task but that you do it to the best of your ability. “ Cook was scrupulous enough that his reward was more than just practical experience and earning his keep as a paid intern. “He produced so much good data that it was not a problem to say we really needed to acknowledge his work when we started submitting abstracts for this year’s conferences,” offered Van Citters. “So after his first year of college he was already on two abstracts at a nationallevel conference.” As a result, the young Californian who hopes to help a researcher in UCLA next winter, is getting occasional emails from orthopedic research journals addressed to Dr. Joseph Cook. “I joke with my mom that I’ve already made it,” he said with a grin. “I guess they think I’m a doctor because anybody who contributes to a journal must be a doctor.” Or, it turns out, perhaps a football player from Dartmouth College.






For Dartmouth men’s soccer coach Chad Riley the goal of the strength and conditioning program he has his team following can be summed up in a phrase he uses frequently. “Be an athlete 365 days a year.” What does it mean? It means the freshman who spent his first fall learning what it takes to be a Division I soccer player puts that knowledge to work in his first winter on campus. It means the sophomore escaping a Hanover winter by spending his off term in Barcelona makes sure when he returns from overseas he’s fit and ready to go on the very first day of the spring term. It means the junior who spent the previous summer getting in tip-top shape on campus under the watchful eye of strength coach Kayleigh Fournier is paying as much attention to his summer conditioning as he is to his internship on Wall Street or at Mayo Clinic. To borrow a line from the old Army TV commercial, it means Dartmouth soccer players do what they must to be sure they are all they can be. And that means doing what it takes not just in the fall but in the winter, the spring and, as Riley explained, when everyone else is chilling at the beach and no one is watching. “You have your sophomores here in the summer, so it tends to be easy with them,” he said. “They can work in the weight room. It’s everyone who’s not here who has to have those habits. It can’t just be something on a piece of paper. “Kayleigh is really pragmatic about it. If they are in a situation where they can get to a gym, here is the progression. If




Entering 3rd Year at Dartmouth, 18-12-6 in two years, Ivy Champion & NCAA 2nd Round in 2014

they are in a situation where they don’t have that access, here’s body weightcreative things they can do. We really are trying to create that mentality of, ‘I am an athlete 365 days a year.’ ” One of the key building blocks for the 365-day mantra was put in place last fall with the introduction of Sunday lifts for the entire team. “It was one of the best things we did,” said Fournier. “In other years they did optional lifts during the week. They would try to get a team lift in, but sometimes it wouldn’t work out.” Having everyone train together with the coaches in attendance helped foster both team chemistry and the “be an athlete” mindset. “Kayleigh had different options for the guys depending on how much they played, so they would take ownership of what they needed to do,” said Riley. “I think just being in there together helped us, and on a very basic level was very good for their mentality.” 2014 co-captain Hugh Danilack ’15 agreed. Sunday lifts, he explained, “were an emotional and mental constant for us. Whether we won or lost, we would get into the gym and get back to work. I think this helped us regulate our reactions to a great win or a tough loss, and kept us focused and consistent.” The lifting and stretching that helped their mindset and to remain fit, strong and flexible had another benefit as well. It kept them healthy. “I think in some ways as a coach you want to spend as much time as you can with the ball or whatever your thing is,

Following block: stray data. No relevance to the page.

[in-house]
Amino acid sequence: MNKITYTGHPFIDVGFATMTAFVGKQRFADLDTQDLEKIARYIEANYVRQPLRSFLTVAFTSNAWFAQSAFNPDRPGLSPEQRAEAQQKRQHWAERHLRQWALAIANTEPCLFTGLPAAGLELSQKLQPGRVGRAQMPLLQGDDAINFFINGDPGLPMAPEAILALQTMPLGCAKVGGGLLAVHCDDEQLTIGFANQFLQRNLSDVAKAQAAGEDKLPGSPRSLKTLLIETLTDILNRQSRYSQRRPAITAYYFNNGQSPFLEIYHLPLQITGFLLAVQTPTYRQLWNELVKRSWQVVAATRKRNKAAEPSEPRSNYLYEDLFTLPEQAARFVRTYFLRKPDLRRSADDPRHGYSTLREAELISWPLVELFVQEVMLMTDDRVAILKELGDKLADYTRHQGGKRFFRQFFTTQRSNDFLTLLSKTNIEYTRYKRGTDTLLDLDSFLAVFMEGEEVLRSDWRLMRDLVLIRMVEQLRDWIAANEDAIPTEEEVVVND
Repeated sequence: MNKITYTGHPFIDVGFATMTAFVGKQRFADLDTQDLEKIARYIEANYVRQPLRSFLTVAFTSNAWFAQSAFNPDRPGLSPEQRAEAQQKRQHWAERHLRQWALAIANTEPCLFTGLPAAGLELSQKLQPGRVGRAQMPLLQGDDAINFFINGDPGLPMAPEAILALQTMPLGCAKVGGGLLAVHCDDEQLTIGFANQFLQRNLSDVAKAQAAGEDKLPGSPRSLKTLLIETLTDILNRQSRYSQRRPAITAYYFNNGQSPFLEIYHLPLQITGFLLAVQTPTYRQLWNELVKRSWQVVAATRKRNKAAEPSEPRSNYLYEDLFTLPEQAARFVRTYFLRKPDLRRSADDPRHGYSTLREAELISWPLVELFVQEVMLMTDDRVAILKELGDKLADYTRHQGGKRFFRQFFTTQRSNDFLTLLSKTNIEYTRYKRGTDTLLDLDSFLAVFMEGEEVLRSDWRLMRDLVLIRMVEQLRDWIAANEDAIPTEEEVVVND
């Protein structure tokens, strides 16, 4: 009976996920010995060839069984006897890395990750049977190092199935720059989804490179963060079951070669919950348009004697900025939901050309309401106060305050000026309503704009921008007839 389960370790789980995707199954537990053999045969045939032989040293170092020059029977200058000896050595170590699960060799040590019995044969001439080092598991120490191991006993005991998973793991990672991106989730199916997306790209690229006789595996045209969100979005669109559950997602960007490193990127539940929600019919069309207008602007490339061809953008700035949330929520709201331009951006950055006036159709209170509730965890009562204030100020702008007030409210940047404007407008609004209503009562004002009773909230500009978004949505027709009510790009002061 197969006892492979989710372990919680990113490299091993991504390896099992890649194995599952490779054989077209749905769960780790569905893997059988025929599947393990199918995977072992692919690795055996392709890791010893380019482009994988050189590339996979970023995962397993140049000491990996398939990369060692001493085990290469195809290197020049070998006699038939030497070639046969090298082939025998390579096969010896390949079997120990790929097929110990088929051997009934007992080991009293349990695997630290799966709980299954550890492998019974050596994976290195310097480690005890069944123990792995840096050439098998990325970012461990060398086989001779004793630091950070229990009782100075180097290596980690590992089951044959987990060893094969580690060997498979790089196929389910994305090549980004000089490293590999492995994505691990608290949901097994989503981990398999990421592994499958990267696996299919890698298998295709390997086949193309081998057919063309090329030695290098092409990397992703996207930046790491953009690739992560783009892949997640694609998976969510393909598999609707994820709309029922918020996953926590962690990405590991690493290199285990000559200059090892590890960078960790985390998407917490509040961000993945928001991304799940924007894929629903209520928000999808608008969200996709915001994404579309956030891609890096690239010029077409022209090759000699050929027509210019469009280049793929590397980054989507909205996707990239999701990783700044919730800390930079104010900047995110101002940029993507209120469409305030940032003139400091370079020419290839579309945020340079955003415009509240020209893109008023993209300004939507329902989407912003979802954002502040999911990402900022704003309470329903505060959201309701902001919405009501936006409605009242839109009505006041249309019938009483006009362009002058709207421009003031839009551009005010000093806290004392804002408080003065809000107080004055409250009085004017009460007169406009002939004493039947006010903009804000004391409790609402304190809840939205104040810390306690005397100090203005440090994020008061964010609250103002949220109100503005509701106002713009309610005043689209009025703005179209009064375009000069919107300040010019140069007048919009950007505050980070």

but at the same time you have to make sure you spend the right amount of time in the weight room and with general conditioning,” said Riley. “That is so important because the fundamental first thing is making sure you are more resistant to injury. “I think we had one soft tissue injury last fall, knock on wood, which was quite good for soccer, and it was a pre-existing hamstring issue. I think we struck the balance pretty well and I think a lot of credit goes to Kayleigh for building up their bodies throughout winter, spring and summer terms.” True to the 365-day approach, preparation for the 2015 season began immediately at the end of the 2014 season and that meant the coaches and their strength coach backing their feet off the pedals. “It’s important to have a big recovery window at the end of the season,” said Riley. “One of the things we’ve gotten pretty good about is making sure they have that down time because you can have a lot of overuse injuries in soccer.” Still, Fournier made certain the team had a three-week maintenance program to ward off any backsliding during the 5 1/2 week holiday break they would enjoy before the real beginning of the buildup to the next season that would begin in earnest with the start of the winter term. That offseason conditioning was important, particularly for the freshmen. “They have to get thrown into the mix on day one in the fall, so they are still learning certain movements in the winter,” Fournier said. “They are still trying to find out how their body works